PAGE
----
Columbiana County Escape Room Offers Scholarships to Students With Fastest Escape Time
The circumstances are grim: Beloved Kent State University mascot Flash is stressed out and hasn’t been able to find the crucial student ID on exam day. You and your friends are the only ones who can help. Your group is frantically scrambling to find the lost ID, but time is running out before it becomes too late for Flash to take the exam.
This scenario might sound like something out of a Kent State mystery movie, but it’s actually the situation in the new escape room called ESCAPE in a FLASH at Kent State’s East Liverpool campus.
The Team Challenge, running until March of 2020, has been attempted by 12 high school teams so far, with only two teams having escaped. Bragging rights are not all the winning team receives; students on the winning team are also provided a scholarship for either of the Kent State Columbiana County campuses.
Tina Smith, public relations coordinator at Kent State’s Columbiana County campuses, said the idea for the escape room was developed two years ago. Smith was challenged by David Dees, the dean of Kent State Columbiana County campuses, to get local area high school students “in the door and on the floor” to explore the campus.
Smith worked with Paula Butler, business services account clerk at Kent State Columbiana County campuses, to develop a solution to Dee’s challenge. The pair, as well as lab assistant Megan Rodgers and IT analyst Jordan Steele, tossed around many ideas, such as a Shark Tank-type of competition and a robotics competition.
“Out of nowhere, Paula said ‘an escape room.’ I had never heard of an escape room before,” Smith said. “Our co-worker, Megan Rodgers, walked in and said she had done two or three of them before. She said, ‘Oh my gosh, it’s just so much fun,’ and that’s where it started. We took off from there.”
And ESCAPE in a FLASH was born.
The team involved in the escape room’s development brought items and materials from their own homes to set up the basics before being granted a small budget by the dean.
“We just begged, borrowed and brought from home most of the stuff in the escape room,” Smith said. “When we started we had no budget. Once we got to the point where it was starting to really come to fruition, our dean was like ‘Yeah, this is really cool,’ so then he gave us a small budget.”
Jeff Christopher, senior facilities manager, found the space for the escape room, worked with the architect’s office, and made sure that the escape room was complying with building codes.
Once it was set up over the summer, groups of high school students and employees came to test out the escape room.
“We did some tweaking and some modification based on how those sessions went,” Smith said. “Now we’re up and running, and we have a team challenge for area high schools.”
“I think it’s unique because it incorporates our local history and our Kent State history,” said Ashley Dunlope, admissions counselor. “It gives you this unique scenario of being a college student, you know, where high school students might not even consider that these situations might happen.”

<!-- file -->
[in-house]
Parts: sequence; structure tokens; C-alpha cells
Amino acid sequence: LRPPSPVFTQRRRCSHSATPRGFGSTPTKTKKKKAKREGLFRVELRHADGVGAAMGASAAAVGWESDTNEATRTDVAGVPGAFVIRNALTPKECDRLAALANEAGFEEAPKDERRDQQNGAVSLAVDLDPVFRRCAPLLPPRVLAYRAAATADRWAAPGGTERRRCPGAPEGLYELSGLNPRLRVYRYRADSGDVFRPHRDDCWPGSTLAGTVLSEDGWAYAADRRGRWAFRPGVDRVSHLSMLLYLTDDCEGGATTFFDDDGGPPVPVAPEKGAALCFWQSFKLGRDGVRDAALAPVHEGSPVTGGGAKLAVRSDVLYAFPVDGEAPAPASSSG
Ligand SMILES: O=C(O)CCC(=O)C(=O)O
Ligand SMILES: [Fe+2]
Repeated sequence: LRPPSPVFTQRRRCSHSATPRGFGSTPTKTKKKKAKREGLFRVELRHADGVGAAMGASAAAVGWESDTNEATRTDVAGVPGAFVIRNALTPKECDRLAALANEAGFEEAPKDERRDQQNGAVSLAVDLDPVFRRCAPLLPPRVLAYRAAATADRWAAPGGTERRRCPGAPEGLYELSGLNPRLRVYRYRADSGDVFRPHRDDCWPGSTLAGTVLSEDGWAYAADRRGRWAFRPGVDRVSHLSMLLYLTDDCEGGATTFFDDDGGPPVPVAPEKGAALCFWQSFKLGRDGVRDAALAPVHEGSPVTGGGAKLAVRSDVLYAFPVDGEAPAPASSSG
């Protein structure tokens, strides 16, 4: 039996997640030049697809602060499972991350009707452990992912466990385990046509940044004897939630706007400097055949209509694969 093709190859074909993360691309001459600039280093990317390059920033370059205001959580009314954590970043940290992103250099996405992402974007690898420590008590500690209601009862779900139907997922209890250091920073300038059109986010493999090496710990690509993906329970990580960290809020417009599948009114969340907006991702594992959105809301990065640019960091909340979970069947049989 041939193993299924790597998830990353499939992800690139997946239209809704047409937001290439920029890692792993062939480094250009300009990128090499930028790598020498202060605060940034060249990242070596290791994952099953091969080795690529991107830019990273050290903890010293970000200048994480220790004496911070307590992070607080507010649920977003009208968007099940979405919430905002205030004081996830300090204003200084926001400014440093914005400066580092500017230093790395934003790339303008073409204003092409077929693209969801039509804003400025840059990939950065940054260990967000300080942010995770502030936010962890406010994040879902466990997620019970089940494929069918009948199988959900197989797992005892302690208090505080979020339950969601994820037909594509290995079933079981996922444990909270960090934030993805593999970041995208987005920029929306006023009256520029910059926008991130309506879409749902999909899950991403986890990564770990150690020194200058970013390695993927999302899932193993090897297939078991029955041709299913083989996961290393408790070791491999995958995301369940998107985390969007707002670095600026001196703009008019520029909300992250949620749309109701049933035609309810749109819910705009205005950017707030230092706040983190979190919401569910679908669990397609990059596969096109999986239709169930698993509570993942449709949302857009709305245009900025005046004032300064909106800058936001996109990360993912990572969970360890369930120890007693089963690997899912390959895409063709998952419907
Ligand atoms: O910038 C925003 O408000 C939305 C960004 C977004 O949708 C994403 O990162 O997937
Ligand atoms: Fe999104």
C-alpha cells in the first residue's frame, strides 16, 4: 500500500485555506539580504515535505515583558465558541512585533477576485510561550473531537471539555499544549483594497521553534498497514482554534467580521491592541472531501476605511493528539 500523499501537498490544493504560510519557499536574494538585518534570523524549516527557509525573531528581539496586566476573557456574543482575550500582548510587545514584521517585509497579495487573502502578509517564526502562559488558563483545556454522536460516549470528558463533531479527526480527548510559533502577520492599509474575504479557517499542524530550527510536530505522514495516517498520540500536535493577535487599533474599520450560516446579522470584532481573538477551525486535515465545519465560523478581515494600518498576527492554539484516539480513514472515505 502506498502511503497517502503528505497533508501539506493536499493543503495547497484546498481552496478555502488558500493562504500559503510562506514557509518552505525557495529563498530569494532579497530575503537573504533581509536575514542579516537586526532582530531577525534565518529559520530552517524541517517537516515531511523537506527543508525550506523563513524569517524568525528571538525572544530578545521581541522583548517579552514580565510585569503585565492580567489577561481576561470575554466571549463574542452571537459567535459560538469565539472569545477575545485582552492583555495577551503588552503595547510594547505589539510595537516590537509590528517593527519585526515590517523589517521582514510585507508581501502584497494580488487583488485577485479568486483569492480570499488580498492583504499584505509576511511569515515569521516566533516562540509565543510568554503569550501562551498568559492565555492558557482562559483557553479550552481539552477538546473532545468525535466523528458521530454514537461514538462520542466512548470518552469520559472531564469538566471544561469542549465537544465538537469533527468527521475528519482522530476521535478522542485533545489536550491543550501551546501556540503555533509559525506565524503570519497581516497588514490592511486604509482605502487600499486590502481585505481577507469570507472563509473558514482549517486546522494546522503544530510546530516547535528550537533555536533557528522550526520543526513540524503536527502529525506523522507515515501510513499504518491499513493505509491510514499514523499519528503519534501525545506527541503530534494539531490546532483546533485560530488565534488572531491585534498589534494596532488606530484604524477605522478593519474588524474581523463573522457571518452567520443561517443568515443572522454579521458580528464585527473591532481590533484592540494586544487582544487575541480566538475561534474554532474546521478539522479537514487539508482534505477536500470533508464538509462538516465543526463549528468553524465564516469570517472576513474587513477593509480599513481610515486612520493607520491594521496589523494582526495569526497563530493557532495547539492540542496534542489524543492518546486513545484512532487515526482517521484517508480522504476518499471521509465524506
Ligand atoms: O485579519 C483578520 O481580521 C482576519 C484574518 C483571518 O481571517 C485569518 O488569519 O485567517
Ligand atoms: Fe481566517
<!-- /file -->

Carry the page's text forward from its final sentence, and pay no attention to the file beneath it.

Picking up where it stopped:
When it was time to fulfill the challenge set forth by Dees, Dunlope sent out an email to teachers, superintendents and principals of local high schools to let them know about this new opportunity. Donald Bean, assistant director of Enrollment Management and Student Services, helped facilitate those strong connections with local schools.
Smith said that Shawn Golden, associate professor of information technology, and Steele were both key to creating the puzzles and piecing together the room’s technology. Using Rodger’s academic strengths and Steele’s support, escape room teams are able to experience the virtual reality lab.
“They’re kind of the mastermind of our puzzles,” Smith said. “You solve one puzzle but it takes you to another puzzle that you have to solve that takes you to another puzzle before you actually get what you’re looking for.”
ESCAPE in a FLASH is free for regional area high school students and teachers as well as Kent State students. All others can experience the escape room for $25 per person.
“We put that money back into the room,” Butler said. “A commercial room is only good for about nine months. We’re hoping to get two years out of ours. We think it’s going to live a little longer before we have to change it.”
Next fall, Smith said they’re planning on running another Team Challenge that will run until spring of 2021.
The team advises people who experience the escape room to “divide and conquer.” She said that all team members must participate by collaborating on what they’ve found and sharing that information.
Even after just a few months of being open to the public, the escape room has created some of Butler’s and Smith’s favorite memories.
“Last week we watched the students. It was one male and he was in the room with four females,” Smith said. “He stayed off to himself, and he solved one or two puzzles completely on his own and didn’t even go and tell the other girls that he had done it. He was so methodical and thoughtful about it, but yet he was a little shy about being with four other girls.”
The team can agree that it does not matter what educational background you have, when it comes to solving escape rooms, communication and problem-solving are key.
Those who are interested in attending the escape room still have time to prove they can solve it in the fastest amount of time.
The team, which spent several evenings at local escape rooms to learn from professionals and best practices, worked together for numerous hours building, gluing, painting, and arranging the escape room to make it the best it could be.
Teams can reserve their ESCAPE in a FLASH spot by calling 330-382-7567 or 330-382-7402.